In A Sand County Almanac, Aldo Leopold set forth his most enduring idea: the “land ethic,” a moral responsibility of humans to care for people and the land, and strengthen the connections between them. This idea is extremely relevant in today’s society, but it can be difficult to define, discuss, and implement.
To begin this monumental task, we need leaders who are deeply committed to rolling up their sleeves and building a land ethic at the grassroots level in communities everywhere.
This kind of leadership requires an understanding of both the hard and the hopeful things in how we work to build a land ethic with others. Many times when we talk about people’s relationship to the Earth, we are debating issues rather than having a conversation about values. During the program, you will learn a facilitation method that invites a group of people to have reflective conversation in community about the challenges to developing an environmental ethic, and the points of connection that offer common ground for the way forward.
The two-day Land Ethic Leaders program equips participants to connect wider audiences to Leopold’s land ethic, and helps them deepen their own understanding of this idea through dialog about the meaning and value of conservation.
Our “Observe, Participate, Reflect,” framework is based in Leopold’s own method of building a land ethic with his family and students. That is, participants explore their land ethic by observing the outdoors, participating in an environmental service project, discussing important conservation issues, and reflecting both on their learning in the training and what they feel called to do next.
Attendees come away with new relationships, tools, ideas, and facilitation skills for developing and articulating their own land ethic; bringing their values and ideas into action; and inspiring others back home to do the same.
Anyone interested in building community and connection around conservation issues is welcome. Participants include natural resources professionals, conservation leaders, students, environmental educators, and engaged citizens.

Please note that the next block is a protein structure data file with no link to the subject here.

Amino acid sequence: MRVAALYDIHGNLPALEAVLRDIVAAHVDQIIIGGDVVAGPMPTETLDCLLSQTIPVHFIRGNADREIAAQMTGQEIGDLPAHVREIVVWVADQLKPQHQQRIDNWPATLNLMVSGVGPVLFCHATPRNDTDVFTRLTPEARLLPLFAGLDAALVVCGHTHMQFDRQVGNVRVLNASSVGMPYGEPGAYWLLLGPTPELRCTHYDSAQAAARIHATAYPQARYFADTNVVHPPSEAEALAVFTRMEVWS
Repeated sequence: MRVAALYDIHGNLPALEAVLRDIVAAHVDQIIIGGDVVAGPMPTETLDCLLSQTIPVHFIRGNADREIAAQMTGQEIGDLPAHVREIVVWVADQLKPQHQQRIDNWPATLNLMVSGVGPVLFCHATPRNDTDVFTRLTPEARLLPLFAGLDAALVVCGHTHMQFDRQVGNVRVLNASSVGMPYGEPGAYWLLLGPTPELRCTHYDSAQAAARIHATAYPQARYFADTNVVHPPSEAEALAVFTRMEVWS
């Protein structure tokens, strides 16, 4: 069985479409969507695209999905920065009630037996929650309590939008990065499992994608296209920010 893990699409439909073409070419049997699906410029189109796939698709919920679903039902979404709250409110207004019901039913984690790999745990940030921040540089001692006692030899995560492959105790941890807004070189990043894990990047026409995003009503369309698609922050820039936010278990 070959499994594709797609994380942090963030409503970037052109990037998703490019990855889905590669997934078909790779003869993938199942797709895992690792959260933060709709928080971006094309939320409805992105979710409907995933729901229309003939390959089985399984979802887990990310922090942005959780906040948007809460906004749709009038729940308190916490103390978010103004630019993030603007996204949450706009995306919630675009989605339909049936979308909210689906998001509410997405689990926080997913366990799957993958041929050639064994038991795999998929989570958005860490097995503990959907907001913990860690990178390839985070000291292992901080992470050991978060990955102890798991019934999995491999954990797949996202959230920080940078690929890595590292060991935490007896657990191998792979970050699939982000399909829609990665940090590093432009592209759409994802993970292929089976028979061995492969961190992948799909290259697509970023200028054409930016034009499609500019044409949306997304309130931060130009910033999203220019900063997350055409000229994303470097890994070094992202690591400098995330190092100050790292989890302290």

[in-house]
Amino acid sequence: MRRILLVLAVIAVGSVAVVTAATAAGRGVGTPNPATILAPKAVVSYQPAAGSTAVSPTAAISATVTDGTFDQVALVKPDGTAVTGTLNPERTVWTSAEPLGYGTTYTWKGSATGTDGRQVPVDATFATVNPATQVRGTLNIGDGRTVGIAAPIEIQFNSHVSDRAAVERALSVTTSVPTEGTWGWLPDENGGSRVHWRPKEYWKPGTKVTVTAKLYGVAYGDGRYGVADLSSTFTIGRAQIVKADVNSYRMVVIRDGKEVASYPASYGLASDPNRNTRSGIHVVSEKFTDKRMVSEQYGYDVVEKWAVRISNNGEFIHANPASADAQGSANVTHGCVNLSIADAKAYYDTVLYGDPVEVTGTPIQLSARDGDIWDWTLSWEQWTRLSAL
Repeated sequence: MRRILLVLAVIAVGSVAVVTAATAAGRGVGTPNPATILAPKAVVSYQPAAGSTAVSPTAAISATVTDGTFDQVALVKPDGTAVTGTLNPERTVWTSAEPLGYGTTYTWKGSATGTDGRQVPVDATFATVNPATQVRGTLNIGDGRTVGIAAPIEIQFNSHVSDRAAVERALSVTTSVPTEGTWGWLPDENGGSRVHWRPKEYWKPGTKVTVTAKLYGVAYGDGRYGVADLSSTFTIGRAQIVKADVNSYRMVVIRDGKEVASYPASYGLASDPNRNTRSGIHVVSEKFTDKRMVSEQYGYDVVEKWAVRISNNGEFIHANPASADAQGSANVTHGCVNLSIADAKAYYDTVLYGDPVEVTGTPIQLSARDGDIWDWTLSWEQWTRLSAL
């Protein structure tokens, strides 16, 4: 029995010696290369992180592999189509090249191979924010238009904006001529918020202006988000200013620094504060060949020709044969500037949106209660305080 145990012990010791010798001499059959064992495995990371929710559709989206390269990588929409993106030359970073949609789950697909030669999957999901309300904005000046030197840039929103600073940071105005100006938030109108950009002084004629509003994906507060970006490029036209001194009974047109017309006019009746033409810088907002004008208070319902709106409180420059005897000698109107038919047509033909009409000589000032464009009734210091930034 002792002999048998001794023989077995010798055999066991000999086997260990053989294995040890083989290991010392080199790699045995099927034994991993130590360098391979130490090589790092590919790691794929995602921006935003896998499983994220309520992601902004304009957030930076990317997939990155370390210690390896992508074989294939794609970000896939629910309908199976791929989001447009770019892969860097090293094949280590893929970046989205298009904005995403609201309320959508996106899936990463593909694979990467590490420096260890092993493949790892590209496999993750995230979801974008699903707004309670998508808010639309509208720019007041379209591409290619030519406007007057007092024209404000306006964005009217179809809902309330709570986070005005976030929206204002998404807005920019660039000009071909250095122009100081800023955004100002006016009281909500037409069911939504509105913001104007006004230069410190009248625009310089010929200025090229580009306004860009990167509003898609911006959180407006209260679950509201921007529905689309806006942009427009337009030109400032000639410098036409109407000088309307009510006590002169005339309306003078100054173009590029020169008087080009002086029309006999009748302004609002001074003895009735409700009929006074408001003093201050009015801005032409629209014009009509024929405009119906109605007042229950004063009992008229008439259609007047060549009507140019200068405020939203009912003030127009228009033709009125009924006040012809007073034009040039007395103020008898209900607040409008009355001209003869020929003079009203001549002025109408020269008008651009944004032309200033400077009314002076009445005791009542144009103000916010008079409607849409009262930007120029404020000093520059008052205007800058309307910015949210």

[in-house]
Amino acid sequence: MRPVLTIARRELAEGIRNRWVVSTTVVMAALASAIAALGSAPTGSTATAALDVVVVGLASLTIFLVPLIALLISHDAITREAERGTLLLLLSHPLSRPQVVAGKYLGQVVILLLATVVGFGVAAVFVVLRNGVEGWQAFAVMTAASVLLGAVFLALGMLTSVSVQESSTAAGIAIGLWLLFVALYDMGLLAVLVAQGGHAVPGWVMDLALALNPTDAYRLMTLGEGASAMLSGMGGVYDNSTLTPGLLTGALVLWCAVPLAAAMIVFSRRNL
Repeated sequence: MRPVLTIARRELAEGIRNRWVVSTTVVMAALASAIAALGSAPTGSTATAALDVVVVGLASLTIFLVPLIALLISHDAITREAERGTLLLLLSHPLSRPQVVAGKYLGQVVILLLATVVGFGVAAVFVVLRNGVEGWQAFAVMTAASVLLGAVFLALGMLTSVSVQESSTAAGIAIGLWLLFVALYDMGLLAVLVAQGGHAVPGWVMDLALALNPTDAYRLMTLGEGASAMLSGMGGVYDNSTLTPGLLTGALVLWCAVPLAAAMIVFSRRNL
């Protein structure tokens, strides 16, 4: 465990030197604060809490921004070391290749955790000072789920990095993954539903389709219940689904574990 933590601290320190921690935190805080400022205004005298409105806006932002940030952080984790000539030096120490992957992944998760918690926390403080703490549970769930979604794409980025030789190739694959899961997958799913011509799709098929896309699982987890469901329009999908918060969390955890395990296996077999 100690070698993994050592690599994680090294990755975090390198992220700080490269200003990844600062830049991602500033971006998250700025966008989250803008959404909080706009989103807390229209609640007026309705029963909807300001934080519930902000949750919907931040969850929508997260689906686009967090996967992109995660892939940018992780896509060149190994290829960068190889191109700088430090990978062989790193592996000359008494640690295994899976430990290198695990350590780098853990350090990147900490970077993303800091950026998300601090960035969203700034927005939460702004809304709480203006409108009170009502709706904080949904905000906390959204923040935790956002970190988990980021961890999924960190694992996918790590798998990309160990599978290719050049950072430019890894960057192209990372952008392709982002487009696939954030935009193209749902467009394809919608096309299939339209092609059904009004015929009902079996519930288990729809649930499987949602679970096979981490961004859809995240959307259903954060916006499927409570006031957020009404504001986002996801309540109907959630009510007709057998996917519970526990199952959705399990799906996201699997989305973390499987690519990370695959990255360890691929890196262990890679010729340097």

“The foundation has [cultivated] a diversity of messengers for Aldo Leopold’s words and ideas. As a result, the work is unifying and inclusive, regardless of your circumstances or geography.”
— 2015 participant
By taking part in discussions about the big questions we all share in our quest to live our values, we’ll collectively explore the challenges and opportunities to developing and building an environmental ethic. Discussions are designed to help you come to a deeper understanding and appreciation of your own views as well as those that differ, a critical skill for engaging your community back home.
Attendees all have a chance to co-lead discussions. In planning and leading yours, you will build on listening and facilitation skills, which are crucial components to leadership of any kind.
The “Observe, Participate, Reflect” model provides a framework to help you think about your approach to any challenge in a new and open way. The program will recharge you by building clarity, commitment, and community around environmental values to help carry you forward in your work.
It also gives you a set of tools to help spark dialogue about the land ethic in your community, including our EMMY® award-winning Green Fire documentary about Aldo Leopold and much more.
A detailed agenda will be sent to participants prior to the program, but the rough agenda for all Land Ethic Leaders programs is as follows:
Day one: 8:30 am to 6:30 pm. Includes lunch and optional group dinner at the end of the day.
Day two: 8 am to 5 pm. Includes breakfast and lunch.
Note: You must attend the full two-day training. Partial attendance (e.g., one day only) is not possible.
Travel and lodging are on your own. We have arrangements with a very affordable hotel in Baraboo, and there are also great camping options nearby.
NEW! A limited number of rooms are available in our new Future Leaders Center on a first-come, first-served basis. The Center is a shared housing and multi-function space for our fellows and special guests located next door to the Leopold Center. If you are interested in on-site lodging, please contact Lauren Graves.
The cost for the two-day workshop is $200. This includes most of your meals and program materials, including a copy of the Green Fire film licensed for public screening (previously a $350 value).